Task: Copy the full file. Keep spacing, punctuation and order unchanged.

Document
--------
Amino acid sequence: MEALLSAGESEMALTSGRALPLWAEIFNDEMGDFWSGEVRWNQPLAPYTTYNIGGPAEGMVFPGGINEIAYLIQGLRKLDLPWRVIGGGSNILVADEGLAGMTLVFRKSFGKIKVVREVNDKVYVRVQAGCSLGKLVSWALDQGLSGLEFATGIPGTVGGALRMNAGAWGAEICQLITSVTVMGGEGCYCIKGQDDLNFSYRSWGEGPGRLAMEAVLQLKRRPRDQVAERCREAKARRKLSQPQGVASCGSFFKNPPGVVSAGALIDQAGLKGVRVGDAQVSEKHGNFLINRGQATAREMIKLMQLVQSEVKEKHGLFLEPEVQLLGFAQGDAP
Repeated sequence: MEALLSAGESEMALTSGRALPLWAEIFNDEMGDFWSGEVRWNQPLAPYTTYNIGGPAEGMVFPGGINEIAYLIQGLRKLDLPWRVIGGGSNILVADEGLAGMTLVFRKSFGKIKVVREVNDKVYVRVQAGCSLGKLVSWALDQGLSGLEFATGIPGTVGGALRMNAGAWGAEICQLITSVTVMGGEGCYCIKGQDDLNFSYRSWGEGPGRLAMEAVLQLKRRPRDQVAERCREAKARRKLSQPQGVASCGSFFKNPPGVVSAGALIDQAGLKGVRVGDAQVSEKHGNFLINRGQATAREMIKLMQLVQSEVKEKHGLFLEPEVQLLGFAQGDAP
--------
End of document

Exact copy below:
Amino acid sequence: MEALLSAGESEMALTSGRALPLWAEIFNDEMGDFWSGEVRWNQPLAPYTTYNIGGPAEGMVFPGGINEIAYLIQGLRKLDLPWRVIGGGSNILVADEGLAGMTLVFRKSFGKIKVVREVNDKVYVRVQAGCSLGKLVSWALDQGLSGLEFATGIPGTVGGALRMNAGAWGAEICQLITSVTVMGGEGCYCIKGQDDLNFSYRSWGEGPGRLAMEAVLQLKRRPRDQVAERCREAKARRKLSQPQGVASCGSFFKNPPGVVSAGALIDQAGLKGVRVGDAQVSEKHGNFLINRGQATAREMIKLMQLVQSEVKEKHGLFLEPEVQLLGFAQGDAP
Repeated sequence: MEALLSAGESEMALTSGRALPLWAEIFNDEMGDFWSGEVRWNQPLAPYTTYNIGGPAEGMVFPGGINEIAYLIQGLRKLDLPWRVIGGGSNILVADEGLAGMTLVFRKSFGKIKVVREVNDKVYVRVQAGCSLGKLVSWALDQGLSGLEFATGIPGTVGGALRMNAGAWGAEICQLITSVTVMGGEGCYCIKGQDDLNFSYRSWGEGPGRLAMEAVLQLKRRPRDQVAERCREAKARRKLSQPQGVASCGSFFKNPPGVVSAGALIDQAGLKGVRVGDAQVSEKHGNFLINRGQATAREMIKLMQLVQSEVKEKHGLFLEPEVQLLGFAQGDAP